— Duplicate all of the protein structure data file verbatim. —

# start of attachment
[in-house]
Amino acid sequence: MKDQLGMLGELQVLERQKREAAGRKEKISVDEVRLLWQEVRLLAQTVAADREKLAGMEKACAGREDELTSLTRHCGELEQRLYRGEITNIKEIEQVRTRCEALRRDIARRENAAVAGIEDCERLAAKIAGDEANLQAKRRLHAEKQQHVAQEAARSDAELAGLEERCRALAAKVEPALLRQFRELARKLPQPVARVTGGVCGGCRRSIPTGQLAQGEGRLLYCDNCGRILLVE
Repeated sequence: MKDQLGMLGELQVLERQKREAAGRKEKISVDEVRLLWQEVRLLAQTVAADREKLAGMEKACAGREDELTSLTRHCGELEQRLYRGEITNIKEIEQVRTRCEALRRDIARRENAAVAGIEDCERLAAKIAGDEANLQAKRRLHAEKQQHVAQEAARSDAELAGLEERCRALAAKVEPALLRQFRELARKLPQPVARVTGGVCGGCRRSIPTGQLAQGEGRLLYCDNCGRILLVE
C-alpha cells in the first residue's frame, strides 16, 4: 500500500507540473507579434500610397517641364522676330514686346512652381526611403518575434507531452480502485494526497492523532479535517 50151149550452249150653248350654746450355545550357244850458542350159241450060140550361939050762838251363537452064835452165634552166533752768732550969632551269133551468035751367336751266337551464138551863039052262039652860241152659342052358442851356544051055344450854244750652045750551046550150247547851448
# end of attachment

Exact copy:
[in-house]
Amino acid sequence: MKDQLGMLGELQVLERQKREAAGRKEKISVDEVRLLWQEVRLLAQTVAADREKLAGMEKACAGREDELTSLTRHCGELEQRLYRGEITNIKEIEQVRTRCEALRRDIARRENAAVAGIEDCERLAAKIAGDEANLQAKRRLHAEKQQHVAQEAARSDAELAGLEERCRALAAKVEPALLRQFRELARKLPQPVARVTGGVCGGCRRSIPTGQLAQGEGRLLYCDNCGRILLVE
Repeated sequence: MKDQLGMLGELQVLERQKREAAGRKEKISVDEVRLLWQEVRLLAQTVAADREKLAGMEKACAGREDELTSLTRHCGELEQRLYRGEITNIKEIEQVRTRCEALRRDIARRENAAVAGIEDCERLAAKIAGDEANLQAKRRLHAEKQQHVAQEAARSDAELAGLEERCRALAAKVEPALLRQFRELARKLPQPVARVTGGVCGGCRRSIPTGQLAQGEGRLLYCDNCGRILLVE
C-alpha cells in the first residue's frame, strides 16, 4: 500500500507540473507579434500610397517641364522676330514686346512652381526611403518575434507531452480502485494526497492523532479535517 50151149550452249150653248350654746450355545550357244850458542350159241450060140550361939050762838251363537452064835452165634552166533752768732550969632551269133551468035751367336751266337551464138551863039052262039652860241152659342052358442851356544051055344450854244750652045750551046550150247547851448